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Suk Jung Kim, Woo Gyeong Kim
(Department of Radiology, Haeundae Paik Hospital, Inje University College of Medicine, Busan, South Korea)
Am J Case Rep 2019; 20:580-586
Epidermal inclusion cysts rarely develop in the breast. The cysts that do develop within the breast typically present as cutaneous or subcutaneous cysts. They more rarely present in a subareolar location or in a ruptured state. Thus far, 5 cases of ruptured epidermal inclusion cysts in subareolar locations have been reported in the English literature. Furthermore, clinical presentation of nipple discharge is rare in epidermal inclusion cysts of the breast; only 4 such cases has been reported.
CASE REPORT: A 58-year-old female presented with a 1-month history of bloody discharge from her left nipple. Mammography showed focal asymmetry in the left subareolar region; sonography showed a left subareolar mass with irregular shape, indistinct margin, heterogeneous echogenicity, and posterior enhancement. The mass was surgically excised; a pathological diagnosis of ruptured epidermal inclusion cyst with foreign body reaction and abscess formation was established. In this case, the clinical presentation of bloody nipple discharge was peculiar; furthermore, mammographic and sonographic features were indistinguishable from breast malignancy or typical breast abscess.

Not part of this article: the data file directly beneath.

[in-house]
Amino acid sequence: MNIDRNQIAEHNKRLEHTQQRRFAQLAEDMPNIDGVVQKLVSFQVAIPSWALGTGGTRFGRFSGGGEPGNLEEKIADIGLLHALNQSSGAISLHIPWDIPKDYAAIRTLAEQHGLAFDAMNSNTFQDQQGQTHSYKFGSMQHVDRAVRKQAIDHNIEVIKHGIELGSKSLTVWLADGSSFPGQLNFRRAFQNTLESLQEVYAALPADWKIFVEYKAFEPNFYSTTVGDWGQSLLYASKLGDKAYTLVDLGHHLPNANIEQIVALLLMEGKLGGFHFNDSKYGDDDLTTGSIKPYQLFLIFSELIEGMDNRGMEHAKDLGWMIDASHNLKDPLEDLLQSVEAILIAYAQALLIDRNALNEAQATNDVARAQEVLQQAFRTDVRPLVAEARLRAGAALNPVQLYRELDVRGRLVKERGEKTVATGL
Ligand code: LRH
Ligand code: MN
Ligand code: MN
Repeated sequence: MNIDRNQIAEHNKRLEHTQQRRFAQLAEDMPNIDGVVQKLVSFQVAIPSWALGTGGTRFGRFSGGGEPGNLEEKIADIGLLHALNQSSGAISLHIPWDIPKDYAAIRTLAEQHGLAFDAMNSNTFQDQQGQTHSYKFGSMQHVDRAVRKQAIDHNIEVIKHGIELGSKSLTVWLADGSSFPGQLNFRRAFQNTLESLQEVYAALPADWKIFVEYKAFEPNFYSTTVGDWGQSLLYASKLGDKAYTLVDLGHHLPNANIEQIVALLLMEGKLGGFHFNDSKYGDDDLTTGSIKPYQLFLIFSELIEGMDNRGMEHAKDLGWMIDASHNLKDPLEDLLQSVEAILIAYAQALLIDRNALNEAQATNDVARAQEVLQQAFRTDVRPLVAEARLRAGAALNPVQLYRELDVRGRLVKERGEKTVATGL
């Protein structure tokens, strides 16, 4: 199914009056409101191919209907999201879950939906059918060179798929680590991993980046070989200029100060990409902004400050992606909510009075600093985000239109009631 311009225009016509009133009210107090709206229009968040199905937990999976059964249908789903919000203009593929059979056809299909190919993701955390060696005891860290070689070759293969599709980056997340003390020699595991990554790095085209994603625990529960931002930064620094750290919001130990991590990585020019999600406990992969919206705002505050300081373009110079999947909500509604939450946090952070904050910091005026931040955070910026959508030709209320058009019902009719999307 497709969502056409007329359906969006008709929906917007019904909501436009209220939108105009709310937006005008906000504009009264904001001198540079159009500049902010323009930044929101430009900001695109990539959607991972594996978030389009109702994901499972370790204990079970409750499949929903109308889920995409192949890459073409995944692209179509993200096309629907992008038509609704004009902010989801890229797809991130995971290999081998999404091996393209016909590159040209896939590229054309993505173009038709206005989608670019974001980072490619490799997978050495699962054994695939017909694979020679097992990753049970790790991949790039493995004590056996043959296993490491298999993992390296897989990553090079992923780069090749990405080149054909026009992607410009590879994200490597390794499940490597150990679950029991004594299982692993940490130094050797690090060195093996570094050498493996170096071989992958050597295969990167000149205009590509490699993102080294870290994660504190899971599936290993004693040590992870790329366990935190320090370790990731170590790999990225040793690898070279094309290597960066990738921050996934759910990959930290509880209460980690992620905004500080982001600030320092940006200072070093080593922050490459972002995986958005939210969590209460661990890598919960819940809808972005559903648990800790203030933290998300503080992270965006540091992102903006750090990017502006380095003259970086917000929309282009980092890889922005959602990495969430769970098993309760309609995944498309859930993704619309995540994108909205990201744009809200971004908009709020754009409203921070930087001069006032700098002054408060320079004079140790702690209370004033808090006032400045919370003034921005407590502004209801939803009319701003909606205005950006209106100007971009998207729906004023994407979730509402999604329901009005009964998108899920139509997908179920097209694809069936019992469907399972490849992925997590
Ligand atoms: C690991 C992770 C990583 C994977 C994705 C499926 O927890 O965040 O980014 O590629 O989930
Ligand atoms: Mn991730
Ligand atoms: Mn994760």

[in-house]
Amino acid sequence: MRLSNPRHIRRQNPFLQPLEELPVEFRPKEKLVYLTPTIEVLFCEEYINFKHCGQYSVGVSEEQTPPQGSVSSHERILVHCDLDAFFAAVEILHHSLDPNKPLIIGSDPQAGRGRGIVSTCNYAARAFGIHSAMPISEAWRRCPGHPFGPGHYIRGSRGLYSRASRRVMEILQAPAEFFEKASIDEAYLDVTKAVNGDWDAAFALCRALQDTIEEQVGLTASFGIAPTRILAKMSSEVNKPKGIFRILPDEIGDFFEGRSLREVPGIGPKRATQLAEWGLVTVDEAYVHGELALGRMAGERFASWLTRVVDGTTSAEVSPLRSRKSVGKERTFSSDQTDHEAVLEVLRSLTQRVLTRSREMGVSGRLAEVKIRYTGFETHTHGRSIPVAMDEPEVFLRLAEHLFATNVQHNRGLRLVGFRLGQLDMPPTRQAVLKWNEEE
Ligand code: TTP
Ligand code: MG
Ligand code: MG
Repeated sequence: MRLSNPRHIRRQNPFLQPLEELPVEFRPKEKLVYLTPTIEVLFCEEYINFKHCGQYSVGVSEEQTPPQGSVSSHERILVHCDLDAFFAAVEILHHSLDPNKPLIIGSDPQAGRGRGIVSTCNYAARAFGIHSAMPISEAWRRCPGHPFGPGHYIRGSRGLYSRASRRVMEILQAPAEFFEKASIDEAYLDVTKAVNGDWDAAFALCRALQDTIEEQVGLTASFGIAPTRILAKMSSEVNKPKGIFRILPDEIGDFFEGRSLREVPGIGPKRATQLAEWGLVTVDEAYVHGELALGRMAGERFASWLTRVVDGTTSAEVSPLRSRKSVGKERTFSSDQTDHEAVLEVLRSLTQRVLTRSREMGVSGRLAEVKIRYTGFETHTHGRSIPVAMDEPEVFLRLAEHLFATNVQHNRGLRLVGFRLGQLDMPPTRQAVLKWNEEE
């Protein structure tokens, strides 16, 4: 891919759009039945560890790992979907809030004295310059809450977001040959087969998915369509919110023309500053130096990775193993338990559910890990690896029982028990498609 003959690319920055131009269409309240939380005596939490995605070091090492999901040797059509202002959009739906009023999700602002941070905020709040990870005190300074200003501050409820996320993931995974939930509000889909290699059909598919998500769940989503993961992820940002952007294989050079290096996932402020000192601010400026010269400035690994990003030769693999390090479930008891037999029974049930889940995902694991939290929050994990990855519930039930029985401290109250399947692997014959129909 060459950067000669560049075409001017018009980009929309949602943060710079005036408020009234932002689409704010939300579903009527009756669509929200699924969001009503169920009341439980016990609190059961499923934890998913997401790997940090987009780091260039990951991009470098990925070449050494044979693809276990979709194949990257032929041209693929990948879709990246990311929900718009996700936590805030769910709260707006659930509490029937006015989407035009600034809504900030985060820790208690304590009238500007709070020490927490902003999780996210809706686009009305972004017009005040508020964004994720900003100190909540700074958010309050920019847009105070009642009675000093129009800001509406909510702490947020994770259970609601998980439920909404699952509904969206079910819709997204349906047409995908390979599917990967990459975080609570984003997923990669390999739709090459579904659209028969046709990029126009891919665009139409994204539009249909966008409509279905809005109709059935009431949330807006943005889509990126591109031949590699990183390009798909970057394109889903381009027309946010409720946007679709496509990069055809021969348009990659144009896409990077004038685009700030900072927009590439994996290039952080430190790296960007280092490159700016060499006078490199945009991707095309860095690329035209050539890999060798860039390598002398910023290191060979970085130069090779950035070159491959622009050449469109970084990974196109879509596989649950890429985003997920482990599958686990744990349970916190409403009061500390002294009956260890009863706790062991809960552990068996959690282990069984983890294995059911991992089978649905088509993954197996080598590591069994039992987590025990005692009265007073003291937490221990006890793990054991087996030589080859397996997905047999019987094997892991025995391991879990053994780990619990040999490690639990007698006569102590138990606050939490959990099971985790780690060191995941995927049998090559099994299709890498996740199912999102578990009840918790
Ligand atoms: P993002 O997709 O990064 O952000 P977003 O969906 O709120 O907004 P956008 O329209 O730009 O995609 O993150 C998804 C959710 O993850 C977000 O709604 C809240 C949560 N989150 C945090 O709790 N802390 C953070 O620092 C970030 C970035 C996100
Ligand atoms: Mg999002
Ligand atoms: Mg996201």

CONCLUSIONS: A ruptured epidermal inclusion cyst can present in an unusual subareolar location, combined with bloody nipple discharge; importantly, this can radiologically resemble breast malignancy.